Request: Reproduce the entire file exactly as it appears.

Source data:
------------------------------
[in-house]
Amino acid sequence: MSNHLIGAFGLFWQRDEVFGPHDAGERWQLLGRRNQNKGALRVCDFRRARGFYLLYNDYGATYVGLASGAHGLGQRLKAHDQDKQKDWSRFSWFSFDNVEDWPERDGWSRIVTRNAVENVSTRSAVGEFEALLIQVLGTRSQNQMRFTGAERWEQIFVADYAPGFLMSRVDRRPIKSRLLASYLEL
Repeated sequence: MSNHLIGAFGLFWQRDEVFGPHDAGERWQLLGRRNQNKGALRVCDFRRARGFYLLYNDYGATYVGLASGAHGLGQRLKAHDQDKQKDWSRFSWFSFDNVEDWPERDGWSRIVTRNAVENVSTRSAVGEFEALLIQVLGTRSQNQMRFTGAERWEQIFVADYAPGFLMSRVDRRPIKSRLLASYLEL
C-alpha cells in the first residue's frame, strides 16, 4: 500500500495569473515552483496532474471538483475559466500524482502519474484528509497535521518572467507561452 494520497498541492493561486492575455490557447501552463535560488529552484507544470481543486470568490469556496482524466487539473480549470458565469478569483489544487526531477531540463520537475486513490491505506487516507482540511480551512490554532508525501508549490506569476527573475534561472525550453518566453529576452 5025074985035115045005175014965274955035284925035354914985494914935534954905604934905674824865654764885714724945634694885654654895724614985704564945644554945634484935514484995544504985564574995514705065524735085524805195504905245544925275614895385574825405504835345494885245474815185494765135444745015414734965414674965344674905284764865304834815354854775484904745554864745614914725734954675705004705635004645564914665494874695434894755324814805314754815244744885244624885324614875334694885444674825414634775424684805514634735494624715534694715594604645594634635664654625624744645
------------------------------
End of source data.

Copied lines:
[in-house]
Amino acid sequence: MSNHLIGAFGLFWQRDEVFGPHDAGERWQLLGRRNQNKGALRVCDFRRARGFYLLYNDYGATYVGLASGAHGLGQRLKAHDQDKQKDWSRFSWFSFDNVEDWPERDGWSRIVTRNAVENVSTRSAVGEFEALLIQVLGTRSQNQMRFTGAERWEQIFVADYAPGFLMSRVDRRPIKSRLLASYLEL
Repeated sequence: MSNHLIGAFGLFWQRDEVFGPHDAGERWQLLGRRNQNKGALRVCDFRRARGFYLLYNDYGATYVGLASGAHGLGQRLKAHDQDKQKDWSRFSWFSFDNVEDWPERDGWSRIVTRNAVENVSTRSAVGEFEALLIQVLGTRSQNQMRFTGAERWEQIFVADYAPGFLMSRVDRRPIKSRLLASYLEL
C-alpha cells in the first residue's frame, strides 16, 4: 500500500495569473515552483496532474471538483475559466500524482502519474484528509497535521518572467507561452 494520497498541492493561486492575455490557447501552463535560488529552484507544470481543486470568490469556496482524466487539473480549470458565469478569483489544487526531477531540463520537475486513490491505506487516507482540511480551512490554532508525501508549490506569476527573475534561472525550453518566453529576452 5025074985035115045005175014965274955035284925035354914985494914935534954905604934905674824865654764885714724945634694885654654895724614985704564945644554945634484935514484995544504985564574995514705065524735085524805195504905245544925275614895385574825405504835345494885245474815185494765135444745015414734965414674965344674905284764865304834815354854775484904745554864745614914725734954675705004705635004645564914665494874695434894755324814805314754815244744885244624885324614875334694885444674825414634775424684805514634735494624715534694715594604645594634635664654625624744645